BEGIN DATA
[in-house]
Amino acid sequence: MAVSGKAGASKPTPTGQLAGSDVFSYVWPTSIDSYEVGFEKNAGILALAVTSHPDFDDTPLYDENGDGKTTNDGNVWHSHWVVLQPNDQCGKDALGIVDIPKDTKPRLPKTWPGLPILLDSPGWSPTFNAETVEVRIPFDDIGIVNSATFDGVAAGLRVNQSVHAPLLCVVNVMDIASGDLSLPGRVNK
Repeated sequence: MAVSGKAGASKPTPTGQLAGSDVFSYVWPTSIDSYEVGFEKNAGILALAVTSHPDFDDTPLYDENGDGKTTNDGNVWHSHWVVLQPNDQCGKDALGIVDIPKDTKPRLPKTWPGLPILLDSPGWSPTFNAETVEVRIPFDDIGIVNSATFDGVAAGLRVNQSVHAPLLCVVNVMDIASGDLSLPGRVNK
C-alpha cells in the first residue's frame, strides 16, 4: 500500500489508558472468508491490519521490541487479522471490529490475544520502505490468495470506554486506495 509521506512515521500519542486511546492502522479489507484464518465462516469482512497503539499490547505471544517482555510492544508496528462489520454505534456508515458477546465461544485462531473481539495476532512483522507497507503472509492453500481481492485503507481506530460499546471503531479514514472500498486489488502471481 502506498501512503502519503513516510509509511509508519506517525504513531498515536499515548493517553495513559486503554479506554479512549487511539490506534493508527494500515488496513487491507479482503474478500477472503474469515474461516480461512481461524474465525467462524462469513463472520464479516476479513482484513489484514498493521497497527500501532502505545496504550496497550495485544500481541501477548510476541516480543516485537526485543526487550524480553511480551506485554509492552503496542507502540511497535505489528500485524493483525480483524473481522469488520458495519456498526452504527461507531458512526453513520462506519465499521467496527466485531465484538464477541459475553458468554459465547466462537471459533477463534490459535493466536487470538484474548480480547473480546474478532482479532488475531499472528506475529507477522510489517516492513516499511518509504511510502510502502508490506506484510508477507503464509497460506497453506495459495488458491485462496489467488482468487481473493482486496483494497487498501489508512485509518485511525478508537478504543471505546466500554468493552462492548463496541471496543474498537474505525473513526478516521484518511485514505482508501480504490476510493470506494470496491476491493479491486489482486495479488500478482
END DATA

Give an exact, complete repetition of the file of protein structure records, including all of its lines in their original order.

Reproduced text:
[in-house]
Amino acid sequence: MAVSGKAGASKPTPTGQLAGSDVFSYVWPTSIDSYEVGFEKNAGILALAVTSHPDFDDTPLYDENGDGKTTNDGNVWHSHWVVLQPNDQCGKDALGIVDIPKDTKPRLPKTWPGLPILLDSPGWSPTFNAETVEVRIPFDDIGIVNSATFDGVAAGLRVNQSVHAPLLCVVNVMDIASGDLSLPGRVNK
Repeated sequence: MAVSGKAGASKPTPTGQLAGSDVFSYVWPTSIDSYEVGFEKNAGILALAVTSHPDFDDTPLYDENGDGKTTNDGNVWHSHWVVLQPNDQCGKDALGIVDIPKDTKPRLPKTWPGLPILLDSPGWSPTFNAETVEVRIPFDDIGIVNSATFDGVAAGLRVNQSVHAPLLCVVNVMDIASGDLSLPGRVNK
C-alpha cells in the first residue's frame, strides 16, 4: 500500500489508558472468508491490519521490541487479522471490529490475544520502505490468495470506554486506495 509521506512515521500519542486511546492502522479489507484464518465462516469482512497503539499490547505471544517482555510492544508496528462489520454505534456508515458477546465461544485462531473481539495476532512483522507497507503472509492453500481481492485503507481506530460499546471503531479514514472500498486489488502471481 502506498501512503502519503513516510509509511509508519506517525504513531498515536499515548493517553495513559486503554479506554479512549487511539490506534493508527494500515488496513487491507479482503474478500477472503474469515474461516480461512481461524474465525467462524462469513463472520464479516476479513482484513489484514498493521497497527500501532502505545496504550496497550495485544500481541501477548510476541516480543516485537526485543526487550524480553511480551506485554509492552503496542507502540511497535505489528500485524493483525480483524473481522469488520458495519456498526452504527461507531458512526453513520462506519465499521467496527466485531465484538464477541459475553458468554459465547466462537471459533477463534490459535493466536487470538484474548480480547473480546474478532482479532488475531499472528506475529507477522510489517516492513516499511518509504511510502510502502508490506506484510508477507503464509497460506497453506495459495488458491485462496489467488482468487481473493482486496483494497487498501489508512485509518485511525478508537478504543471505546466500554468493552462492548463496541471496543474498537474505525473513526478516521484518511485514505482508501480504490476510493470506494470496491476491493479491486489482486495479488500478482